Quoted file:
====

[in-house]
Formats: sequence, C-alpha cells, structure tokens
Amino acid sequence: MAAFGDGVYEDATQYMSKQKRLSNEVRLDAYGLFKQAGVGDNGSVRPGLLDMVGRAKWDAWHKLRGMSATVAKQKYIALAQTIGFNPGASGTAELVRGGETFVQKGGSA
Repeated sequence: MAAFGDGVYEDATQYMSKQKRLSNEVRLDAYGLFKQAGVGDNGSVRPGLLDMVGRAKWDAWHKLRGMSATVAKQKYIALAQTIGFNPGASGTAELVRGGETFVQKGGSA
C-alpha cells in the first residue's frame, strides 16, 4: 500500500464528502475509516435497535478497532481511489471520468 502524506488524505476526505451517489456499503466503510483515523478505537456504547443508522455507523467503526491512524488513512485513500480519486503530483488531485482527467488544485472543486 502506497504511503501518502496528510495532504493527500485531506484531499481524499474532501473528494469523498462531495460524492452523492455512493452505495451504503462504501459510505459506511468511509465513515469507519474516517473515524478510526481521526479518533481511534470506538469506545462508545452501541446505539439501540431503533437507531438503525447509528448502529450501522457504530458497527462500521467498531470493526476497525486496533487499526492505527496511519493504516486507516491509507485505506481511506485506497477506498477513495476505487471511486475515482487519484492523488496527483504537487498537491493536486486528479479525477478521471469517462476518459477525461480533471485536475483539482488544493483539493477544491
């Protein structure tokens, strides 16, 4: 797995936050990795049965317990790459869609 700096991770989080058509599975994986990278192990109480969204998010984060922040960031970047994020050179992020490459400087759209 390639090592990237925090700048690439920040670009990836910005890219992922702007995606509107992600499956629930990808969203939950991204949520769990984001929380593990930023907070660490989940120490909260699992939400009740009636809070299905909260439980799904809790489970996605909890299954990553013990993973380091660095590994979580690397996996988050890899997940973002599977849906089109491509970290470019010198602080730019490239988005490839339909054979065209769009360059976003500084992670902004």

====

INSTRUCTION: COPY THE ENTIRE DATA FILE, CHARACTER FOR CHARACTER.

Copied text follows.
[in-house]
Formats: sequence, C-alpha cells, structure tokens
Amino acid sequence: MAAFGDGVYEDATQYMSKQKRLSNEVRLDAYGLFKQAGVGDNGSVRPGLLDMVGRAKWDAWHKLRGMSATVAKQKYIALAQTIGFNPGASGTAELVRGGETFVQKGGSA
Repeated sequence: MAAFGDGVYEDATQYMSKQKRLSNEVRLDAYGLFKQAGVGDNGSVRPGLLDMVGRAKWDAWHKLRGMSATVAKQKYIALAQTIGFNPGASGTAELVRGGETFVQKGGSA
C-alpha cells in the first residue's frame, strides 16, 4: 500500500464528502475509516435497535478497532481511489471520468 502524506488524505476526505451517489456499503466503510483515523478505537456504547443508522455507523467503526491512524488513512485513500480519486503530483488531485482527467488544485472543486 502506497504511503501518502496528510495532504493527500485531506484531499481524499474532501473528494469523498462531495460524492452523492455512493452505495451504503462504501459510505459506511468511509465513515469507519474516517473515524478510526481521526479518533481511534470506538469506545462508545452501541446505539439501540431503533437507531438503525447509528448502529450501522457504530458497527462500521467498531470493526476497525486496533487499526492505527496511519493504516486507516491509507485505506481511506485506497477506498477513495476505487471511486475515482487519484492523488496527483504537487498537491493536486486528479479525477478521471469517462476518459477525461480533471485536475483539482488544493483539493477544491
């Protein structure tokens, strides 16, 4: 797995936050990795049965317990790459869609 700096991770989080058509599975994986990278192990109480969204998010984060922040960031970047994020050179992020490459400087759209 390639090592990237925090700048690439920040670009990836910005890219992922702007995606509107992600499956629930990808969203939950991204949520769990984001929380593990930023907070660490989940120490909260699992939400009740009636809070299905909260439980799904809790489970996605909890299954990553013990993973380091660095590994979580690397996996988050890899997940973002599977849906089109491509970290470019010198602080730019490239988005490839339909054979065209769009360059976003500084992670902004």